London is famous for its gardens: the formal layout of Regent’s Park, the meadowlands and lakes of Hyde Park, while Kew Gardens is, justifiably, one of the world’s finest botanical gardens.
But what about the others I wondered, as I left Heathrow’s Terminal 5 and headed into the city. What about those green spaces on Google Maps that don’t have ticket prices attached, where a creaking iron gate reveals secret gardens known only to savvy locals. Which of those have their own stories to tell?
And it didn’t take me long to find my first secret garden.
With bags unpacked in my room at The Rubens Hotel, a short walk from Victoria station and overlooking the Royal Mews at Buckingham Palace, all I had to do was look up.
For while the hotel is known for its stylish accommodation and charming lounge offering elegant Afternoon Tea, it’s also become famous as the home of the largest living wall in London. Paths and benches may be in short supply, but this astounding vertical garden of over 10 000 plants is a vital green lung in bustling Victoria.
Planted as a bio-diversity wall to attract birds and bees, everything from flowering bulbs to wild strawberries are planted here. Two-thirds of the wall is evergreen, and the plants were selected to provide a flush of colour throughout the year. The garden harvests rainwater off the roof, which also helps with street flooding during downpours, and the wall insulates the hotel from harsh winters and hot summers.
And, of course, there’s cleaner air on offer for the thousands of tourists wandering up to the Palace. Air quality is precisely why you’ll see plane trees planted abundantly across London, as I discover at Mount Street Gardens in Mayfair.
The gardens were laid out in 1889 when London was increasingly industrialised and heavily populated, which meant the air quality was pretty awful.
Plane trees (Platanus x hispanica) were hardy enough to withstand the sour air, and today Mount Street is home to few majestic specimens. But the gardens are also a surprisingly rich arboretum: you’ll find Dawn Redwoods and Willows from China, Mimosa from Australia and Camellias from Japan. It is a delightful haven from the boutique-laden streets of Mayfair.
But I wanted to stretch my legs after the flight, so head south towards the river.
One of my favourite walks in London begins at the Thames-side statue of the Celtic queen Boadicea. From here, London stretches out towards the East as I wander the north bank. The London Eye turns lazily round, the chimney of the Tate Modern reminds of old transformed into new, while The Shard pierces the skyline as a symbol of modern, connected London.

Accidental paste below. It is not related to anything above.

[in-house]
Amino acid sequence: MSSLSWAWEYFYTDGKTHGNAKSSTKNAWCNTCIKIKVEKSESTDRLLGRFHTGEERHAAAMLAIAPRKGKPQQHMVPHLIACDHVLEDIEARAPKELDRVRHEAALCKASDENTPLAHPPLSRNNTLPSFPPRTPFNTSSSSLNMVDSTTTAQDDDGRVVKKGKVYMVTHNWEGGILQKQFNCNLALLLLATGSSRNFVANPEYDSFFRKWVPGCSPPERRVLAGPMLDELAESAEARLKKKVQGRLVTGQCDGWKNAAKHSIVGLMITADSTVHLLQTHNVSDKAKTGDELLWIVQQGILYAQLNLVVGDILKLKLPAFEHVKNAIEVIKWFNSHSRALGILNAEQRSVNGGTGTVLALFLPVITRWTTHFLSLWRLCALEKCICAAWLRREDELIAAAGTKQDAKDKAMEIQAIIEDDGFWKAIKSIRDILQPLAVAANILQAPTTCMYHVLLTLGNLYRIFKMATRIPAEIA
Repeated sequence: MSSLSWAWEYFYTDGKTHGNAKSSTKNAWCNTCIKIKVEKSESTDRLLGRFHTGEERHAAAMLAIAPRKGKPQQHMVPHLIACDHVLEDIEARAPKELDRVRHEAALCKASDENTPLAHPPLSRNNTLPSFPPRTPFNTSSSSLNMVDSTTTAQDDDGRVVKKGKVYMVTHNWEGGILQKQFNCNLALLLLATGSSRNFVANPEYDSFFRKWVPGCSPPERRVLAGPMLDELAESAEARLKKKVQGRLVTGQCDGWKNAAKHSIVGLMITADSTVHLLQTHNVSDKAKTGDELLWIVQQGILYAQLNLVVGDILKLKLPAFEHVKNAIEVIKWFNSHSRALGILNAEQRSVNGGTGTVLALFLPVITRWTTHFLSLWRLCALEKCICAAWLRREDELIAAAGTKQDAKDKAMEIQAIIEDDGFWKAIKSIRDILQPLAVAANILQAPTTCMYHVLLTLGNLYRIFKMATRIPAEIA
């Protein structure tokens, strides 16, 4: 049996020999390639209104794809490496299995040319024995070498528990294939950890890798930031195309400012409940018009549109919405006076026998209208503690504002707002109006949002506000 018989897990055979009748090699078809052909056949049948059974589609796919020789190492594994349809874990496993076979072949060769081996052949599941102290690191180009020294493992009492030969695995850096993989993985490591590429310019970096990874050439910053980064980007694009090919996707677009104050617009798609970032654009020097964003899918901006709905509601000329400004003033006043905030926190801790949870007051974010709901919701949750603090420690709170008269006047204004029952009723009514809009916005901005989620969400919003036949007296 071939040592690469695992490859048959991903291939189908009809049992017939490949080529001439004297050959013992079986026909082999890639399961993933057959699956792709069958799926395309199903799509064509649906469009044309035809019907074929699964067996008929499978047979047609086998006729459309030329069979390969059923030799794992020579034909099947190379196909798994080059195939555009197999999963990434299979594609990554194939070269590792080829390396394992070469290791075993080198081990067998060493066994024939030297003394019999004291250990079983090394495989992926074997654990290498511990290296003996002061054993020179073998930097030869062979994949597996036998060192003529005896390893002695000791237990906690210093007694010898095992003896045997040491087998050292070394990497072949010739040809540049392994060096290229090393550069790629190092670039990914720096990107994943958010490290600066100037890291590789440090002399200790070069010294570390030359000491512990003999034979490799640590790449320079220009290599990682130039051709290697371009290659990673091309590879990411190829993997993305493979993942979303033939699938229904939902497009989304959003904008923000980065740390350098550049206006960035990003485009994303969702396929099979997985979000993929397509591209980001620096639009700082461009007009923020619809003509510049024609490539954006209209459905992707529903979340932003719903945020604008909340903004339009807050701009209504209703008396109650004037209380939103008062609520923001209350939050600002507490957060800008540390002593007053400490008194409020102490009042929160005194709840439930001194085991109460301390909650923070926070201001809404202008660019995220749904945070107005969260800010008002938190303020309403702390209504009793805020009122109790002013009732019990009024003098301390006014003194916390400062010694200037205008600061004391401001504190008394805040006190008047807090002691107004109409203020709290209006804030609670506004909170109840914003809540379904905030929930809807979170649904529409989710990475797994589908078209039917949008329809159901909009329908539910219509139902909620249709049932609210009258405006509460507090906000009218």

Just past the Temple tube station, I stop and turn left. A gate through the iron railings leads towards the buildings of the Inns of Court. This is the heart of the British justice system, and it’s not uncommon to see wigged and robed barristers wandering the flagstone pathways.
But it’s Inner Temple Gardens that you’re after. There has been a garden here since medieval times, and the modern-day layout reflects its varied history. Wander through the three-hundred-year old gates and the garden’s ancient orchards are remembered in the variety of fruit trees; including walnut, quince and black mulberry; while the Long Border remembers the Wars of the Roses.
The garden has a rather illustrious history in horticultural circles too. In the 1800s it introduced an annual show of chrysanthemums, which later became the Royal Horticultural Society’s Spring Flower Show. By 1911, the Show had become so popular it was moved to a site in West London. And so, the Chelsea Flower Show was born.
My next stop is Monument tube station. It’s a busy hub thronging with visitors, nearly all of them aiming for the stone column designed by Sir Christopher Wren to mark – in height – the 202-feet to the bakehouse where the devastating Great Fire of London is said to have started.